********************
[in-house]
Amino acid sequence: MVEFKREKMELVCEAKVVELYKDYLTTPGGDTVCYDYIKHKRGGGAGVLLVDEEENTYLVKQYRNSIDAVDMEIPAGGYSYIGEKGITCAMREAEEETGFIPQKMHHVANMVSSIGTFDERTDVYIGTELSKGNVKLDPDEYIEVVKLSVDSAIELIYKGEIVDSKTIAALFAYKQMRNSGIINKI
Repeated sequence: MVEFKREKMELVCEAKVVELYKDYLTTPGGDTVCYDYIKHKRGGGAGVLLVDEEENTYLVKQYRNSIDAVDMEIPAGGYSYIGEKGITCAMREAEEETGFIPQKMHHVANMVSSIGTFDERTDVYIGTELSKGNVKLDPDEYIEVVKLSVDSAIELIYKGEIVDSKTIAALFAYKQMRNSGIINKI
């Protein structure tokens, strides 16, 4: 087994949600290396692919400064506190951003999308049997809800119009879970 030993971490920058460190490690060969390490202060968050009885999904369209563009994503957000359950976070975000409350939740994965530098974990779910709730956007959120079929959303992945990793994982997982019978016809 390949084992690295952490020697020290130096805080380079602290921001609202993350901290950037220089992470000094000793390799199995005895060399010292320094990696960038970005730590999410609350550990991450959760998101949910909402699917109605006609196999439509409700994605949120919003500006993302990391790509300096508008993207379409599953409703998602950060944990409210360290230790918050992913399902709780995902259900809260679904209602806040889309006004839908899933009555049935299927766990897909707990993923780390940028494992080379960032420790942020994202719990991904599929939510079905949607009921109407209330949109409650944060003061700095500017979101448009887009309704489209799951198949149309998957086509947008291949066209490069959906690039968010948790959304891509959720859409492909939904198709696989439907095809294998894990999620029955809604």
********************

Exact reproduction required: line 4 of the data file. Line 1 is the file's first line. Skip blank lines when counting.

């Protein structure tokens, strides 16, 4: 087994949600290396692919400064506190951003999308049997809800119009879970 030993971490920058460190490690060969390490202060968050009885999904369209563009994503957000359950976070975000409350939740994965530098974990779910709730956007959120079929959303992945990793994982997982019978016809 390949084992690295952490020697020290130096805080380079602290921001609202993350901290950037220089992470000094000793390799199995005895060399010292320094990696960038970005730590999410609350550990991450959760998101949910909402699917109605006609196999439509409700994605949120919003500006993302990391790509300096508008993207379409599953409703998602950060944990409210360290230790918050992913399902709780995902259900809260679904209602806040889309006004839908899933009555049935299927766990897909707990993923780390940028494992080379960032420790942020994202719990991904599929939510079905949607009921109407209330949109409650944060003061700095500017979101448009887009309704489209799951198949149309998957086509947008291949066209490069959906690039968010948790959304891509959720859409492909939904198709696989439907095809294998894990999620029955809604």